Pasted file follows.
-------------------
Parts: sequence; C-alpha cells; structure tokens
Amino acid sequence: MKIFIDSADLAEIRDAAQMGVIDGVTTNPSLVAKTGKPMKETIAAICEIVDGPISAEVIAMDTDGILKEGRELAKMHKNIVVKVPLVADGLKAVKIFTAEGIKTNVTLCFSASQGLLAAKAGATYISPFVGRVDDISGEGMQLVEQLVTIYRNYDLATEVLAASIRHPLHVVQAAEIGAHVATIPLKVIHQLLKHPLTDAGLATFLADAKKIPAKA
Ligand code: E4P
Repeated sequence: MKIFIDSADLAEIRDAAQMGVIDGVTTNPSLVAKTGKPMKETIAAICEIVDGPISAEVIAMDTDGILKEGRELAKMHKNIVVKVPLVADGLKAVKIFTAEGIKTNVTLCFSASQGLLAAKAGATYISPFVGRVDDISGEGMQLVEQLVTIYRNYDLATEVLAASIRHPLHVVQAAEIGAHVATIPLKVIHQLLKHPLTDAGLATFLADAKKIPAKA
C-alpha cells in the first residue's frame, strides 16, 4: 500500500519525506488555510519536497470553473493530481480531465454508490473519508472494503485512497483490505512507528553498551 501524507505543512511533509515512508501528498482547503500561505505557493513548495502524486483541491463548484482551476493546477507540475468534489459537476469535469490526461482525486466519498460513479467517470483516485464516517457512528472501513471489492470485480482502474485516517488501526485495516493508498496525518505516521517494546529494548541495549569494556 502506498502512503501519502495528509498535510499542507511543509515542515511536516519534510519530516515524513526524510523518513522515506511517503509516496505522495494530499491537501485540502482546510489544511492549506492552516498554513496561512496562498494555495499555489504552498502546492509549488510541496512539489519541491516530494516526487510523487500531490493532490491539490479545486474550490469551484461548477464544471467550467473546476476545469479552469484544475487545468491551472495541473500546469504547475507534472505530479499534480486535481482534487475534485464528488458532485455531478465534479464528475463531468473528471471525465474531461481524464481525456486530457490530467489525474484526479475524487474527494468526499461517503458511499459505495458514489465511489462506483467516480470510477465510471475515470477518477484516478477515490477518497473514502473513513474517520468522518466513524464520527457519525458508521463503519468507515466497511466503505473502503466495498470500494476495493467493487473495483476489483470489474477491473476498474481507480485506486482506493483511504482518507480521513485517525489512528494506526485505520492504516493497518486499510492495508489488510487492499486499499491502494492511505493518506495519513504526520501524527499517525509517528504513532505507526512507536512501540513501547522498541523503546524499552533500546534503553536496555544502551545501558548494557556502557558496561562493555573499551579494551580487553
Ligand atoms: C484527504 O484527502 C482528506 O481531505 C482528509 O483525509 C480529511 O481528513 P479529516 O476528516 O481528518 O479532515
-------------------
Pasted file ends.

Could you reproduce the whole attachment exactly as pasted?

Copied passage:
Parts: sequence; C-alpha cells; structure tokens
Amino acid sequence: MKIFIDSADLAEIRDAAQMGVIDGVTTNPSLVAKTGKPMKETIAAICEIVDGPISAEVIAMDTDGILKEGRELAKMHKNIVVKVPLVADGLKAVKIFTAEGIKTNVTLCFSASQGLLAAKAGATYISPFVGRVDDISGEGMQLVEQLVTIYRNYDLATEVLAASIRHPLHVVQAAEIGAHVATIPLKVIHQLLKHPLTDAGLATFLADAKKIPAKA
Ligand code: E4P
Repeated sequence: MKIFIDSADLAEIRDAAQMGVIDGVTTNPSLVAKTGKPMKETIAAICEIVDGPISAEVIAMDTDGILKEGRELAKMHKNIVVKVPLVADGLKAVKIFTAEGIKTNVTLCFSASQGLLAAKAGATYISPFVGRVDDISGEGMQLVEQLVTIYRNYDLATEVLAASIRHPLHVVQAAEIGAHVATIPLKVIHQLLKHPLTDAGLATFLADAKKIPAKA
C-alpha cells in the first residue's frame, strides 16, 4: 500500500519525506488555510519536497470553473493530481480531465454508490473519508472494503485512497483490505512507528553498551 501524507505543512511533509515512508501528498482547503500561505505557493513548495502524486483541491463548484482551476493546477507540475468534489459537476469535469490526461482525486466519498460513479467517470483516485464516517457512528472501513471489492470485480482502474485516517488501526485495516493508498496525518505516521517494546529494548541495549569494556 502506498502512503501519502495528509498535510499542507511543509515542515511536516519534510519530516515524513526524510523518513522515506511517503509516496505522495494530499491537501485540502482546510489544511492549506492552516498554513496561512496562498494555495499555489504552498502546492509549488510541496512539489519541491516530494516526487510523487500531490493532490491539490479545486474550490469551484461548477464544471467550467473546476476545469479552469484544475487545468491551472495541473500546469504547475507534472505530479499534480486535481482534487475534485464528488458532485455531478465534479464528475463531468473528471471525465474531461481524464481525456486530457490530467489525474484526479475524487474527494468526499461517503458511499459505495458514489465511489462506483467516480470510477465510471475515470477518477484516478477515490477518497473514502473513513474517520468522518466513524464520527457519525458508521463503519468507515466497511466503505473502503466495498470500494476495493467493487473495483476489483470489474477491473476498474481507480485506486482506493483511504482518507480521513485517525489512528494506526485505520492504516493497518486499510492495508489488510487492499486499499491502494492511505493518506495519513504526520501524527499517525509517528504513532505507526512507536512501540513501547522498541523503546524499552533500546534503553536496555544502551545501558548494557556502557558496561562493555573499551579494551580487553
Ligand atoms: C484527504 O484527502 C482528506 O481531505 C482528509 O483525509 C480529511 O481528513 P479529516 O476528516 O481528518 O479532515